Why we want to collect food scraps from households
Food is a valuable resource, however when food goes to landfill it produces methane and CO2 which are harmful greenhouse gases.
One tonne of methane released into the atmosphere creates the same amount of global warming as 25 tonnes of CO2.
When food is trapped in landfill the nutrients it contains are also trapped, but those nutrients could be returned to the land in biofertiliser to grow more food.
The collection of rukenga kai is part of our approach to keep them out of the rubbish by:
- preventing food waste in the first place
- supporting redistribution of food through food rescue initiatives
- encouraging home and community composting
- collecting the remainder through the food scraps collection service.
We will collect food scraps separately in Auckland’s roadside collection service. They will then be converted into renewable energy and biofertiliser through an anaerobic digestion facility in Reporoa.
Learn more about anaerobic digestion.
How you will benefit from the food scraps collection service
The climate and environmental benefits of recycling food scraps are huge, but there’s also a personal benefit in being more aware of your food waste.
Separating your food scraps helps raise awareness of how much food is being wasted, which can lead to better meal planning and save you money.
If you compost or have a worm farm, ka pai te mahi! You can still use your new food scraps bin for items that aren’t usually composted such as meat, small bones, onion skins, shellfish, and dairy.
Learn more about how to use your food scraps bin.
Food scraps collections are already happening in parts of Auckland and New Zealand
We have been collecting food scraps from residents in Papakura since 2018. Papakura households have diverted more than 500 trucks worth of food scraps from landfills since then.
Food scraps collections are already happening in other areas of New Zealand including Tauranga, Hamilton and New Plymouth.
Why recycling food scraps is preferred over using a waste disposal unit
Food scraps are a resource which can be converted into renewable energy and fertiliser through our food scraps collection service.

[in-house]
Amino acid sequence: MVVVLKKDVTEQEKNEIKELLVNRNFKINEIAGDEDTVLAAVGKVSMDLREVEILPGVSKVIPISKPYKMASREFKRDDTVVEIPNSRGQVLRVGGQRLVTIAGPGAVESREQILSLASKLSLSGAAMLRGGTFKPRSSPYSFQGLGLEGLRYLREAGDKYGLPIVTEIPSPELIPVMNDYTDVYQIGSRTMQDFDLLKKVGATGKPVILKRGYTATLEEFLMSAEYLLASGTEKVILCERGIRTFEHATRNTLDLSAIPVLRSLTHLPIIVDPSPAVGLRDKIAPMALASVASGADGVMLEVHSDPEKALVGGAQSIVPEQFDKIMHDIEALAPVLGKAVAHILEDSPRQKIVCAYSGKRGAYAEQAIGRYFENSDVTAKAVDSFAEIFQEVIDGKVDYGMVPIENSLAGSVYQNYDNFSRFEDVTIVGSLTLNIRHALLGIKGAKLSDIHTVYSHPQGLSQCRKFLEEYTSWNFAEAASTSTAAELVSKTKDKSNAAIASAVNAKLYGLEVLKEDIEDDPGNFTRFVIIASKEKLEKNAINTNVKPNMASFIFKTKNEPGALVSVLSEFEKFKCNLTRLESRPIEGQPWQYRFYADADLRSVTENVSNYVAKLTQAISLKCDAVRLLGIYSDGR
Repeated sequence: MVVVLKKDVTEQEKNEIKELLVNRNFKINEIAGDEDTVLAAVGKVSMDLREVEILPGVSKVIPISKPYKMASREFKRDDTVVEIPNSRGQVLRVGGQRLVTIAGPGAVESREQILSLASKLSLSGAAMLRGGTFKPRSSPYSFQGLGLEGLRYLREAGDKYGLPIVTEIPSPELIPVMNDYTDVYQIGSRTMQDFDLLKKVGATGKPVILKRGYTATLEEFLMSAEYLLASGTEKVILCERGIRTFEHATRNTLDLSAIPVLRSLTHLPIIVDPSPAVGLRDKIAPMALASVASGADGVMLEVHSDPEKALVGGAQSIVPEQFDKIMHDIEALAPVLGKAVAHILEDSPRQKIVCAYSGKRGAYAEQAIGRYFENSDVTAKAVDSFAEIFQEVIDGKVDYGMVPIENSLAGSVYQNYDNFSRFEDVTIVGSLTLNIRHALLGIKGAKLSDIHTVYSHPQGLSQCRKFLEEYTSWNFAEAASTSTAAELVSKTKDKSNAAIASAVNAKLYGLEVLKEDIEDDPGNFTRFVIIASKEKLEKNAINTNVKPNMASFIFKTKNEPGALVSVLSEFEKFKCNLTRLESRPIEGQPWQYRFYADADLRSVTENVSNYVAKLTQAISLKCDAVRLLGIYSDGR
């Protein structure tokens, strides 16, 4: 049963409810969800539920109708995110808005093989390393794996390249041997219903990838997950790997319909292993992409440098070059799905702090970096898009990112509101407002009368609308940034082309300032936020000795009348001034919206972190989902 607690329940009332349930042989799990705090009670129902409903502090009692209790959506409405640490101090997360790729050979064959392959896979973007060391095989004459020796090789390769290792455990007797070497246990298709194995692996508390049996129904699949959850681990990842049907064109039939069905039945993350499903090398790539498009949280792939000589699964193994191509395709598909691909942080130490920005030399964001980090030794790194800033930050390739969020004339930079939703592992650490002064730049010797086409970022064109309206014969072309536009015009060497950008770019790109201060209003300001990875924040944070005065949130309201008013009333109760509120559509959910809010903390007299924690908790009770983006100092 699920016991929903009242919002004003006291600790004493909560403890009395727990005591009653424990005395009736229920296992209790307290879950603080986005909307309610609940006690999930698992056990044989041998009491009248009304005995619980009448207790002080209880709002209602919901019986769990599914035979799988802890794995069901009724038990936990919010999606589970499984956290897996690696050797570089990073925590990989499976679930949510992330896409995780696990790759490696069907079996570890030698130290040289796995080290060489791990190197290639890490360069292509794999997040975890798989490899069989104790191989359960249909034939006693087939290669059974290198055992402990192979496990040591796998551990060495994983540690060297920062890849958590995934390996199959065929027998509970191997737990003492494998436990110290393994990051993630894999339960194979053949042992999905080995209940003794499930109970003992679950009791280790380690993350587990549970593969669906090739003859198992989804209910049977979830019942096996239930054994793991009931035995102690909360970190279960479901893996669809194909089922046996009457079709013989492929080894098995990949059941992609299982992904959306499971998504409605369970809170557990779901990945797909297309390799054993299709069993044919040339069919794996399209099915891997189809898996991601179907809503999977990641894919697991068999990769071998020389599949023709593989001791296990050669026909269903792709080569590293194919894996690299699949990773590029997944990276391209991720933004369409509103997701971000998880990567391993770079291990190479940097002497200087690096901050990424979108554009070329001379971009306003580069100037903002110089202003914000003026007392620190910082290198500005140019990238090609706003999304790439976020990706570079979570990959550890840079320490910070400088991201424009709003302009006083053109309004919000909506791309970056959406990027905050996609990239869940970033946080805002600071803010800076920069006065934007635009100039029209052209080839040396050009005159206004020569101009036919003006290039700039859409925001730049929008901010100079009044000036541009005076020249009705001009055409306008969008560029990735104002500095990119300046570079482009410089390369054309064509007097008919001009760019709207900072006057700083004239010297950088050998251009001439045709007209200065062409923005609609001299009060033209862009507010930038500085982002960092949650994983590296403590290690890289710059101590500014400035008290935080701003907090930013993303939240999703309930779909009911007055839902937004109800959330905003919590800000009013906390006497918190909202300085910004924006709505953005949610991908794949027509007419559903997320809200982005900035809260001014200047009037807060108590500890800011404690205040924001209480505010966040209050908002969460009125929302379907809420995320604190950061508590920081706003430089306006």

If you put food scraps into a waste disposal unit, we can't guarantee they will not end up in a landfill.
The best way to manage food scraps is to put them into a home compost or the Auckland Council food scraps bin.
See Reduce your food scraps and garden waste.
How we collect food scraps
Food scraps will be collected by our trucks weekly. Your food scraps collection day will be the same day of the week as your council rubbish or recycling service.
Check your council collection day.
Place your food scraps bin roadside for collection the night before your council rubbish collection day.
Some of the food scraps collection trucks are electric. As electric vehicle technology becomes more reliable and financially viable, we will increase the number of electric vehicles for collecting food scraps.
Find out what to do if there's a problem with your food scraps bin or collection.
How the food scraps will be processed
Once your food scraps are picked up, they will be dropped off at consolidation sites around Auckland. The food scraps will be consolidated (or mixed together) and moved into larger trucks for the journey to the processing facility.
The food scraps processing plant is centrally located in the North Island and can process food scraps from other cities and commercial companies. Once fully operational, the plant will process 75,000 tonnes of organic material each year, including food scraps from Auckland and other councils.
The plant uses anaerobic digestion technology – a biological process that breaks down organic material without oxygen.
Food scraps will be broken down in closed tanks into:
- biogas (which will be captured and converted into renewable energy)
- nutrient liquid fertiliser (which will be used on farmland).
This is the first time this technology will be used to process food scraps on a large scale in New Zealand.
If any contaminants (such as glass, metal or plastic) are found in the process, the plant has machinery that will remove them so that they don’t end up in the liquid fertiliser.
How we monitor the food scraps facility
All facilities that accept food scraps will operate within their consent conditions.
The largest facilities at Papakura and Reporoa are fitted with a purpose engineered odour filtration system to ensure that odour from the buildings does not discharge into the atmosphere above resource consent limits.